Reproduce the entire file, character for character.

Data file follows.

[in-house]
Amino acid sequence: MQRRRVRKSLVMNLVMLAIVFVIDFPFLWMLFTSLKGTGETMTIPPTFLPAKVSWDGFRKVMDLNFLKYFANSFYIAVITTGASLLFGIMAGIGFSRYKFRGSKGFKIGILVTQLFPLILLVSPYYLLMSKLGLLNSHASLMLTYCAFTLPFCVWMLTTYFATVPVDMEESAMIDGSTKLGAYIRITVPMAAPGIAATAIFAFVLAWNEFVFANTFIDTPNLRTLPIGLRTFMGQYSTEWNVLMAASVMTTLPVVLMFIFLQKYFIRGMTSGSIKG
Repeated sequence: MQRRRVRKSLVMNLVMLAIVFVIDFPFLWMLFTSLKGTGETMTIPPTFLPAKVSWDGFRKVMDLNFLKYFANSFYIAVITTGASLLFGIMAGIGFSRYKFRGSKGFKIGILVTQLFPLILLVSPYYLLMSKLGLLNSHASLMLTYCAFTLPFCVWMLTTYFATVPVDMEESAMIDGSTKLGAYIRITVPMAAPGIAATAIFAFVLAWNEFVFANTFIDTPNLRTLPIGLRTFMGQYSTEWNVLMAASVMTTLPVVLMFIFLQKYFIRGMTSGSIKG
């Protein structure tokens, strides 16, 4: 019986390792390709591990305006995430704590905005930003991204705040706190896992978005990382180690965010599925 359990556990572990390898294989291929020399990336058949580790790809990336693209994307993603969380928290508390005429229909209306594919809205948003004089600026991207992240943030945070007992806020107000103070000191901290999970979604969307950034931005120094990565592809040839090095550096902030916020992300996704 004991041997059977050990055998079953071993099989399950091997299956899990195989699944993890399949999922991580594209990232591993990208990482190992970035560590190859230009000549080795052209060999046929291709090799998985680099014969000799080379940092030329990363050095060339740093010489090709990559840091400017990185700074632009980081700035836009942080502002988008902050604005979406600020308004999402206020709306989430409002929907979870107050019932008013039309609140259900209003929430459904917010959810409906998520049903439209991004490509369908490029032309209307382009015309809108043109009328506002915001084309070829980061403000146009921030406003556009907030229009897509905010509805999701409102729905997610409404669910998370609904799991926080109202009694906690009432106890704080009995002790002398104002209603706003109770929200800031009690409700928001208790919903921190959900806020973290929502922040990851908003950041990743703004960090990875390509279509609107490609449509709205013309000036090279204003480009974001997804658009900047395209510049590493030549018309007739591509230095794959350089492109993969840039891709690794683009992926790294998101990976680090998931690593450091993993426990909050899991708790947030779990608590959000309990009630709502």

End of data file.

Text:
[in-house]
Amino acid sequence: MQRRRVRKSLVMNLVMLAIVFVIDFPFLWMLFTSLKGTGETMTIPPTFLPAKVSWDGFRKVMDLNFLKYFANSFYIAVITTGASLLFGIMAGIGFSRYKFRGSKGFKIGILVTQLFPLILLVSPYYLLMSKLGLLNSHASLMLTYCAFTLPFCVWMLTTYFATVPVDMEESAMIDGSTKLGAYIRITVPMAAPGIAATAIFAFVLAWNEFVFANTFIDTPNLRTLPIGLRTFMGQYSTEWNVLMAASVMTTLPVVLMFIFLQKYFIRGMTSGSIKG
Repeated sequence: MQRRRVRKSLVMNLVMLAIVFVIDFPFLWMLFTSLKGTGETMTIPPTFLPAKVSWDGFRKVMDLNFLKYFANSFYIAVITTGASLLFGIMAGIGFSRYKFRGSKGFKIGILVTQLFPLILLVSPYYLLMSKLGLLNSHASLMLTYCAFTLPFCVWMLTTYFATVPVDMEESAMIDGSTKLGAYIRITVPMAAPGIAATAIFAFVLAWNEFVFANTFIDTPNLRTLPIGLRTFMGQYSTEWNVLMAASVMTTLPVVLMFIFLQKYFIRGMTSGSIKG
């Protein structure tokens, strides 16, 4: 019986390792390709591990305006995430704590905005930003991204705040706190896992978005990382180690965010599925 359990556990572990390898294989291929020399990336058949580790790809990336693209994307993603969380928290508390005429229909209306594919809205948003004089600026991207992240943030945070007992806020107000103070000191901290999970979604969307950034931005120094990565592809040839090095550096902030916020992300996704 004991041997059977050990055998079953071993099989399950091997299956899990195989699944993890399949999922991580594209990232591993990208990482190992970035560590190859230009000549080795052209060999046929291709090799998985680099014969000799080379940092030329990363050095060339740093010489090709990559840091400017990185700074632009980081700035836009942080502002988008902050604005979406600020308004999402206020709306989430409002929907979870107050019932008013039309609140259900209003929430459904917010959810409906998520049903439209991004490509369908490029032309209307382009015309809108043109009328506002915001084309070829980061403000146009921030406003556009907030229009897509905010509805999701409102729905997610409404669910998370609904799991926080109202009694906690009432106890704080009995002790002398104002209603706003109770929200800031009690409700928001208790919903921190959900806020973290929502922040990851908003950041990743703004960090990875390509279509609107490609449509709205013309000036090279204003480009974001997804658009900047395209510049590493030549018309007739591509230095794959350089492109993969840039891709690794683009992926790294998101990976680090998931690593450091993993426990909050899991708790947030779990608590959000309990009630709502």